You may be asking yourself what a VSSR is and how it affects you as an Ohio employer. The Ohio Revised Code states that a violation of a specific safety requirement (VSSR) is the responsibility of every Ohio employer to provide a safe workplace for their employees and adhere to all safety rules. If an employer is not adhering to one of the safety requirements, they could be hit with a VSSR. And, if the VSSR is found to be valid, an injured employee would be eligible for additional compensation—paid directly out of the employer’s pocket!
How is it determined that a VSSR has occurred?
Three requirements must be met before it is determined that an injury was the result of a VSSR. In order to collect an additional award, an investigation is performed by the Bureau of Workers’ Compensation (BWC) and then the injured worker must prove that:
The safety requirement was both specific and applicable;
The employer was not in compliance with the safety requirement when the accident occurred; and
The employer’s non-compliance with the requirement was the proximate cause of the injury.
Remember that the burden of responsibility is not entirely on the employer. Workers are also expected to properly use safety equipment provided by the employer. If a worker does not properly use safety equipment, then the BWC may not find the employer at fault for the injury.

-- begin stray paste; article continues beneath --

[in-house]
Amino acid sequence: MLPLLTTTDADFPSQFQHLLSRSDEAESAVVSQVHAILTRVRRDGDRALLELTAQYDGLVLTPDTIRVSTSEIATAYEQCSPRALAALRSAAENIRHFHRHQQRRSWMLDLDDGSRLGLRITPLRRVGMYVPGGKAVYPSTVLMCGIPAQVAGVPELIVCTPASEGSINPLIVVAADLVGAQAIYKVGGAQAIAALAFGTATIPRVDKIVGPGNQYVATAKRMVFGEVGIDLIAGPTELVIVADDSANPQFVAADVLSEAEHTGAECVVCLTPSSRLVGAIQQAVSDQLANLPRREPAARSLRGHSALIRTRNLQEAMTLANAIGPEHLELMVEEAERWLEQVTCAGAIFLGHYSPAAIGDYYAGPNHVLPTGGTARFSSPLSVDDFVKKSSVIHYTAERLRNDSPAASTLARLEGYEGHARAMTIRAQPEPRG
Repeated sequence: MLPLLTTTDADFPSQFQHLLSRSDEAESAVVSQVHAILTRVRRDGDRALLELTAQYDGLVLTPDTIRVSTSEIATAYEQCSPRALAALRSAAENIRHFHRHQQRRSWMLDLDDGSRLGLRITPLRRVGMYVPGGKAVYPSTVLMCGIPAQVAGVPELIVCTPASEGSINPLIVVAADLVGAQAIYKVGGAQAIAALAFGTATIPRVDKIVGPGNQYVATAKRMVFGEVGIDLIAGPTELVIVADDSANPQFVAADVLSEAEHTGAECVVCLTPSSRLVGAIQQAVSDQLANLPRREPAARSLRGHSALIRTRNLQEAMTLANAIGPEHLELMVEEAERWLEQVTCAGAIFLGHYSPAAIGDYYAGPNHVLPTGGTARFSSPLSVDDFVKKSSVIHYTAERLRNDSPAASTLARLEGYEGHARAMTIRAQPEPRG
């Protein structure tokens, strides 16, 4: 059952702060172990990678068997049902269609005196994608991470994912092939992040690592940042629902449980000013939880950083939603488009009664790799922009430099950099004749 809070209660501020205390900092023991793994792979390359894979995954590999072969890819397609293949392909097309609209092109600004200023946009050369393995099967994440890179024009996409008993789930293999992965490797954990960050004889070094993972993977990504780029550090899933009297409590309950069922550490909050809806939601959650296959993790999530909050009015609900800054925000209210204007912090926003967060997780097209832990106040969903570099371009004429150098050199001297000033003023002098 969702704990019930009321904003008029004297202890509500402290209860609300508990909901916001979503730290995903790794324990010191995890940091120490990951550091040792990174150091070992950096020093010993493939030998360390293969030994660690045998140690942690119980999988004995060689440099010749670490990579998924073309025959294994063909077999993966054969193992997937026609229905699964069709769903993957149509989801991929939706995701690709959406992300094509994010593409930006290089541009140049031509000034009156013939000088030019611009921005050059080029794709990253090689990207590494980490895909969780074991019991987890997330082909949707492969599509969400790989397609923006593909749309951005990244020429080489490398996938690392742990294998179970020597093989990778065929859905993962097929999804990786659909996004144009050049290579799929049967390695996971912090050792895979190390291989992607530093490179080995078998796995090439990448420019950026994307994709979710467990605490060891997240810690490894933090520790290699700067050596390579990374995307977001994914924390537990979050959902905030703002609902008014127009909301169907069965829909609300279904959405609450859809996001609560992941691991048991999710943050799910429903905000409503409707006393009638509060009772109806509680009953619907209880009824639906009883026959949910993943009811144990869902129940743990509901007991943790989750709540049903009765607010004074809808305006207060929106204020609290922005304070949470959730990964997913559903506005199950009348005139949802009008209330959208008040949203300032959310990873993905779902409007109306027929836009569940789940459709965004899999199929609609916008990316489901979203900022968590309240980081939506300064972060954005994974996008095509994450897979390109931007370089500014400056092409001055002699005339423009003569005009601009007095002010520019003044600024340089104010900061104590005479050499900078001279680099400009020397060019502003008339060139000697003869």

What penalties are associated with a VSSR
If the employer is found to be at fault for a VSSR, it will result in significant costs. The Industrial Commission will grant the injured worker an additional monetary award, which can range from 15 to 50 percent of the total compensation paid in the claim. And, as mentioned above, this is paid directly—not through the workers’ compensation claim.
Further, if the company has been charged with two or more VSSRs within a 24 month period, an additional penalty could be assessed. That additional penalty can be up to $50,000.
How has Ohio H.B. 81 changed the VSSR process?
Effective September 15, 2020, the time requirement for filing a VSSR is one year from the date of injury. Prior to this legislative change implemented through H.B. 81, and for claims filed prior to the above effective date, injured workers had two years to file an application for a VSSR award.
What can your business do about VSSRs?
Employers should crack down on potential violations. It is also imperative to adhere to safety requirements and create safer environments for your employees.